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Friction Modifiers

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Friction modifiers are added to various lubricants to change their lubricating properties under special conditions. On a molecular level, they have a polarity that makes them want to cling to metal surfaces. In light friction environments, they provide excellent lubrication, but when the friction stress is increased, they are sheared off, and friction can occur. This makes them particularly useful in automatic transmission fluid, the planetary gear sets inside of the transmission have to be clamped on by bands to make the outer ring stationary, and friction is required to achieve that.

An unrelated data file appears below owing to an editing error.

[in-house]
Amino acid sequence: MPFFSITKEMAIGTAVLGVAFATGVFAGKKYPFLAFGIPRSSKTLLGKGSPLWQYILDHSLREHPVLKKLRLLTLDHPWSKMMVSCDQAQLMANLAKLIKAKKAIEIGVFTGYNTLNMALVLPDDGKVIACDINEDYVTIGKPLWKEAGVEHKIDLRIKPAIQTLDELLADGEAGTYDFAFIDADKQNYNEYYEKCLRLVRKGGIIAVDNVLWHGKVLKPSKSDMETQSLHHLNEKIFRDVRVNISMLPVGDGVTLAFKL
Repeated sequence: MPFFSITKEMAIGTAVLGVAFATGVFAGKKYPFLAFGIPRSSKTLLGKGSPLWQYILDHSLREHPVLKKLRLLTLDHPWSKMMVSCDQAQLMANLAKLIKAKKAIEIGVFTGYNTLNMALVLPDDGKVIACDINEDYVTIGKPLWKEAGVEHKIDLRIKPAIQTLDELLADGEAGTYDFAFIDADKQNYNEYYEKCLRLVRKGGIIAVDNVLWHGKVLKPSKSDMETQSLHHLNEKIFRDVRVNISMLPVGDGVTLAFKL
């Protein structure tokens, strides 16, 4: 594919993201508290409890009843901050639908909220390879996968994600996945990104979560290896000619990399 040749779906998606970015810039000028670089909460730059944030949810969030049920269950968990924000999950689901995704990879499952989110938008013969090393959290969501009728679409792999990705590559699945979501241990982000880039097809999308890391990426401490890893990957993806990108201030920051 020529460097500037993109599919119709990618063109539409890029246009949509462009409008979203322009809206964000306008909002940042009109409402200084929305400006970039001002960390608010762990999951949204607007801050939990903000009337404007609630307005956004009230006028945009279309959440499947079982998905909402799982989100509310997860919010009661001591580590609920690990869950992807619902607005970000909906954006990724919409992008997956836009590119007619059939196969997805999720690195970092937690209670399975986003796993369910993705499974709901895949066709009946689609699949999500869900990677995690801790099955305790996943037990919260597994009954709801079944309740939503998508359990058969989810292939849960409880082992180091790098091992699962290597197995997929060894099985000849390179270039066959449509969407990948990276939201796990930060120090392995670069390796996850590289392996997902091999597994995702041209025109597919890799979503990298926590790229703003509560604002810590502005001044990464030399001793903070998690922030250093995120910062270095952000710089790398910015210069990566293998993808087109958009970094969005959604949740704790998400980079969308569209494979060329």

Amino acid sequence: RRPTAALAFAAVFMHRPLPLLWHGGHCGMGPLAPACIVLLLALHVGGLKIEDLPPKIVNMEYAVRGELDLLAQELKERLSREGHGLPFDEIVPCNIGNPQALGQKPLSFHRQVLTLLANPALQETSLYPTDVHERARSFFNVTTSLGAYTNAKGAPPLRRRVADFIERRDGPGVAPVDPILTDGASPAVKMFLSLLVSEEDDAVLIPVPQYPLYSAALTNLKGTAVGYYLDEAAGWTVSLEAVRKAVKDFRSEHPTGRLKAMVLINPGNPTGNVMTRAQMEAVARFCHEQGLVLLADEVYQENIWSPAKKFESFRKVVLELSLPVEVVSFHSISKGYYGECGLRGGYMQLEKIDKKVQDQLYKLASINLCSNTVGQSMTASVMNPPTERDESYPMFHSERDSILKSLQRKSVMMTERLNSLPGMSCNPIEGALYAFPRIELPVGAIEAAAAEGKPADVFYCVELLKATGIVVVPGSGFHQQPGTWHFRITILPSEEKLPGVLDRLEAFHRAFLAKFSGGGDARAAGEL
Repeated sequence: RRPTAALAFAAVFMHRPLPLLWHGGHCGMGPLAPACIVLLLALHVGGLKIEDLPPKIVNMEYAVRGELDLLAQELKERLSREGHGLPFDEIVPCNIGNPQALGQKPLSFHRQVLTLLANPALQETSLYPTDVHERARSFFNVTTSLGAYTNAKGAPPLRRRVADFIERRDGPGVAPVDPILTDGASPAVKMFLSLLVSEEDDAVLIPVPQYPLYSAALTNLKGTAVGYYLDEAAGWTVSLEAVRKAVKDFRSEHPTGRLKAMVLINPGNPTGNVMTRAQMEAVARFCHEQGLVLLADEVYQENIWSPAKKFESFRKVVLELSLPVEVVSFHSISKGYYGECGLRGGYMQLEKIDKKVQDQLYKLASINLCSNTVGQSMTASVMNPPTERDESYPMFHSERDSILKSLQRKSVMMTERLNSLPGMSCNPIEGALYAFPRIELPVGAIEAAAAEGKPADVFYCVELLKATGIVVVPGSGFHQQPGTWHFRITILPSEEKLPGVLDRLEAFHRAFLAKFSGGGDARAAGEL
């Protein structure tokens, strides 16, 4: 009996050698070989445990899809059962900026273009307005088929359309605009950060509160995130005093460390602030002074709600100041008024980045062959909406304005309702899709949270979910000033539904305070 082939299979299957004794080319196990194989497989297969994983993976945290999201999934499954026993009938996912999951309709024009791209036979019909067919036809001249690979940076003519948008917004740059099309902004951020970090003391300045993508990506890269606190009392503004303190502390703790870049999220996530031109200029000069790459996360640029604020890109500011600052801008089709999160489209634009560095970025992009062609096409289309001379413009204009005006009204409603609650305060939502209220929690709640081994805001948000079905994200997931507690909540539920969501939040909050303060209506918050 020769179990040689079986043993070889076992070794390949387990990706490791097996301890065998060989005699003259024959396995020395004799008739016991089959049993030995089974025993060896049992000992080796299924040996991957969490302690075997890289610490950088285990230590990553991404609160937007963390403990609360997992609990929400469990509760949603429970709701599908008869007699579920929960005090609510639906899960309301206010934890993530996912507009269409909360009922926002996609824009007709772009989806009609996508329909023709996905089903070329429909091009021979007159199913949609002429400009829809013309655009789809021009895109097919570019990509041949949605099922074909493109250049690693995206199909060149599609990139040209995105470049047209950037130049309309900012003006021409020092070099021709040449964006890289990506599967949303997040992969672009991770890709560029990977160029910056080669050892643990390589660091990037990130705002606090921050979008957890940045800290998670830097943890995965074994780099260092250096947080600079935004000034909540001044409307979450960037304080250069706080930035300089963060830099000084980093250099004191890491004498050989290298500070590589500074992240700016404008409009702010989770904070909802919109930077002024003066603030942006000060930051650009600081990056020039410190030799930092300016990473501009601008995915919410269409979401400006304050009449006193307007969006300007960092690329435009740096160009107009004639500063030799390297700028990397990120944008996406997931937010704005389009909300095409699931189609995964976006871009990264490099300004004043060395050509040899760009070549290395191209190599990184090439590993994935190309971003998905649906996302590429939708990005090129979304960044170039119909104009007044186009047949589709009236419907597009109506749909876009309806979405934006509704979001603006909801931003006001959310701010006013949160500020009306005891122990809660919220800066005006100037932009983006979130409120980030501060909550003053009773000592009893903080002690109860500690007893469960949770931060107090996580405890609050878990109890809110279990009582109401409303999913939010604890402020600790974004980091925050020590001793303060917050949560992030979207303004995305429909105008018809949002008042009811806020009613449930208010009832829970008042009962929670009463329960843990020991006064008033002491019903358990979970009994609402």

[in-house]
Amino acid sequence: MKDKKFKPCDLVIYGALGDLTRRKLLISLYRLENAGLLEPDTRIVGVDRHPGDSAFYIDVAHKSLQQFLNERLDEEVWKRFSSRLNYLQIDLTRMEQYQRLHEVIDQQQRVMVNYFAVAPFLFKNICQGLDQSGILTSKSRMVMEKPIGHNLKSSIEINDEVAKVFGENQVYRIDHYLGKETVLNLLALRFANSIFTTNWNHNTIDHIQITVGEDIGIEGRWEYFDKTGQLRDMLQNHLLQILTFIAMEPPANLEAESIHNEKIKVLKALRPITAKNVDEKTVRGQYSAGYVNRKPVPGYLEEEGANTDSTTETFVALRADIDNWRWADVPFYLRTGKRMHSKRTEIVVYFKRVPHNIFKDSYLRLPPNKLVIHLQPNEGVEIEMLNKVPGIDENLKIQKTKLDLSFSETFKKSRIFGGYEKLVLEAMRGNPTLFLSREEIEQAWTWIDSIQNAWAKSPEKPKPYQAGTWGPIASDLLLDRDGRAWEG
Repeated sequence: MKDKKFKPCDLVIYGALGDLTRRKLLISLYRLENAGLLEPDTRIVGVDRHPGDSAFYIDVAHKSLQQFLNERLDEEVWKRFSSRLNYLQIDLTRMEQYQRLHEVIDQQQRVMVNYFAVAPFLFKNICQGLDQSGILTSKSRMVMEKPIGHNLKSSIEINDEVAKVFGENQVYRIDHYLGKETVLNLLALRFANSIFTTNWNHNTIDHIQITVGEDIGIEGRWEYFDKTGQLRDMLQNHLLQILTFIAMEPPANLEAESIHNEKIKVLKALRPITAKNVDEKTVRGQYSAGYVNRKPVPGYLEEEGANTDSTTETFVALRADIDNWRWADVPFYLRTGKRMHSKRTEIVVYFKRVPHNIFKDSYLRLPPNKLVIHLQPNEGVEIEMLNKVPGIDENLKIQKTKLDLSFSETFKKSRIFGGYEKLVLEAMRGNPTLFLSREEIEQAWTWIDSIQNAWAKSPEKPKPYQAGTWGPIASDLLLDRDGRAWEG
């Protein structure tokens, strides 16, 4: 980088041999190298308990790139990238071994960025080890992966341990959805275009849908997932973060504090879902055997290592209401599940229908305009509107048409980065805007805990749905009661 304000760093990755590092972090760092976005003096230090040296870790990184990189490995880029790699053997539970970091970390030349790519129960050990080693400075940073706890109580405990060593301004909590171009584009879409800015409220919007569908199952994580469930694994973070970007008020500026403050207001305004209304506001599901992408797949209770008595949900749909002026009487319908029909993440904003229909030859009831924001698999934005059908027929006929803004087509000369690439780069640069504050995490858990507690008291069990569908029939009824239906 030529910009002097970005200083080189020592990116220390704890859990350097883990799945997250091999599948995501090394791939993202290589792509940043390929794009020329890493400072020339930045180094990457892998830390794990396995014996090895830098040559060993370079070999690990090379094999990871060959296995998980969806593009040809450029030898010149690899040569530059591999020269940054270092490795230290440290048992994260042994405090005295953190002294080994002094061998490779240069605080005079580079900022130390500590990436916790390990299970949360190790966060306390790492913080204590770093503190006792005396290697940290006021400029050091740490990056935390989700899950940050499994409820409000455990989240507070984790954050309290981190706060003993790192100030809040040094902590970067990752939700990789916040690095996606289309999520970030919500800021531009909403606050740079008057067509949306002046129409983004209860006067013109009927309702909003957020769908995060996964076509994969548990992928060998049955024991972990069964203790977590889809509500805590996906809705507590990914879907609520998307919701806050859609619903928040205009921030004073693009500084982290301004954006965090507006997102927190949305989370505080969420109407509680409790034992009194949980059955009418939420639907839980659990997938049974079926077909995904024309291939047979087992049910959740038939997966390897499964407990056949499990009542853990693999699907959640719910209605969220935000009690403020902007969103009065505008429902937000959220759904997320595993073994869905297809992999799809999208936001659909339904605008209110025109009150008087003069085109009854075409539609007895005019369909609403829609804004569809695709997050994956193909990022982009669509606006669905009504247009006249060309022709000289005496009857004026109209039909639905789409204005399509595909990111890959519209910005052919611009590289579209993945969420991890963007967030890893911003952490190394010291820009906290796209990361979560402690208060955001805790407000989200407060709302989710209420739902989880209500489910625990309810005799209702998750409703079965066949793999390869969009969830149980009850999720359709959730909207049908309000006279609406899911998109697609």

Friction modifiers are found in most automotive lubricants, but are each tailored to different scenarios that they will encounter, and are in less noteworthy amounts for some fluids.

Friction modifiers play a vital role in many limited-slip differentials, controlling how much slip is allowed. The amount of friction modifier added can be altered to achieve different slip-limiting characteristics, but limited to a certain range before too little or too much causes the limited slip effect to fail completely and sometimes generate noise. While limited slip friction modifier additives do contribute to gear oil odor, the sulphur in the extreme pressure additive package tends to be the bigger odor producer.

What Are Friction Modifiers? Video by Cars Simplified

In this video from January of 2016, Steve explains friction modifiers.